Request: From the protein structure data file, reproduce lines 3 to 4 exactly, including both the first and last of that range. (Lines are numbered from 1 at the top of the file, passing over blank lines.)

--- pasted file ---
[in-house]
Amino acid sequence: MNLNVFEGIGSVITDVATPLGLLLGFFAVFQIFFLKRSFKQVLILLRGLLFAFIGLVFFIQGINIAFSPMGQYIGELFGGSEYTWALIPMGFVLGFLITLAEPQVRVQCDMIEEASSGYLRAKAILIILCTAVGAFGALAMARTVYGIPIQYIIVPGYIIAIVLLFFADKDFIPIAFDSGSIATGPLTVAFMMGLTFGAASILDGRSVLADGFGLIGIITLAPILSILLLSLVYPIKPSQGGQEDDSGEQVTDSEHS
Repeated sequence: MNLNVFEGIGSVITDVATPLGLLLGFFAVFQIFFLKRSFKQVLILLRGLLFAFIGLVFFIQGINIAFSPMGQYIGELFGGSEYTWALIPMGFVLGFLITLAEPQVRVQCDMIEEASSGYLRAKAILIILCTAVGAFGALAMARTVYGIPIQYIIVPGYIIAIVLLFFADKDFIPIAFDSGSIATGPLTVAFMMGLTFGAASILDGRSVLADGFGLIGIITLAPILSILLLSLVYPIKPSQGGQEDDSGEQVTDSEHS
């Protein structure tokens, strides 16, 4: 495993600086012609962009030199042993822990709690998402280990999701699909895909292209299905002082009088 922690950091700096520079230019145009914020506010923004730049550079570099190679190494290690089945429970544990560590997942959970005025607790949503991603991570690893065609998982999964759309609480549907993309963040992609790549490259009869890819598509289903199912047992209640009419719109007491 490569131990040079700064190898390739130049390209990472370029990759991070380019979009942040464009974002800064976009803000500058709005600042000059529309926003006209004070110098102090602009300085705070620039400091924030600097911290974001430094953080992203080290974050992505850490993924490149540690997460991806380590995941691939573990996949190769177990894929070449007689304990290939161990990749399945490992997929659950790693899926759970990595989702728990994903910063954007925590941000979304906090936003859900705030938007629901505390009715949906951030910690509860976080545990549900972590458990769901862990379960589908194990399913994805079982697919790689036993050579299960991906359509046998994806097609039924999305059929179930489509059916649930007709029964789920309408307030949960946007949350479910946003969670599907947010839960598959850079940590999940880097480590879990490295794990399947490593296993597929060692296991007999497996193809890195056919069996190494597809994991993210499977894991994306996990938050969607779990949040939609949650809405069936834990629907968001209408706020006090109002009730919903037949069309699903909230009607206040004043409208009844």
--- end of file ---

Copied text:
Repeated sequence: MNLNVFEGIGSVITDVATPLGLLLGFFAVFQIFFLKRSFKQVLILLRGLLFAFIGLVFFIQGINIAFSPMGQYIGELFGGSEYTWALIPMGFVLGFLITLAEPQVRVQCDMIEEASSGYLRAKAILIILCTAVGAFGALAMARTVYGIPIQYIIVPGYIIAIVLLFFADKDFIPIAFDSGSIATGPLTVAFMMGLTFGAASILDGRSVLADGFGLIGIITLAPILSILLLSLVYPIKPSQGGQEDDSGEQVTDSEHS
């Protein structure tokens, strides 16, 4: 495993600086012609962009030199042993822990709690998402280990999701699909895909292209299905002082009088 922690950091700096520079230019145009914020506010923004730049550079570099190679190494290690089945429970544990560590997942959970005025607790949503991603991570690893065609998982999964759309609480549907993309963040992609790549490259009869890819598509289903199912047992209640009419719109007491 490569131990040079700064190898390739130049390209990472370029990759991070380019979009942040464009974002800064976009803000500058709005600042000059529309926003006209004070110098102090602009300085705070620039400091924030600097911290974001430094953080992203080290974050992505850490993924490149540690997460991806380590995941691939573990996949190769177990894929070449007689304990290939161990990749399945490992997929659950790693899926759970990595989702728990994903910063954007925590941000979304906090936003859900705030938007629901505390009715949906951030910690509860976080545990549900972590458990769901862990379960589908194990399913994805079982697919790689036993050579299960991906359509046998994806097609039924999305059929179930489509059916649930007709029964789920309408307030949960946007949350479910946003969670599907947010839960598959850079940590999940880097480590879990490295794990399947490593296993597929060692296991007999497996193809890195056919069996190494597809994991993210499977894991994306996990938050969607779990949040939609949650809405069936834990629907968001209408706020006090109002009730919903037949069309699903909230009607206040004043409208009844």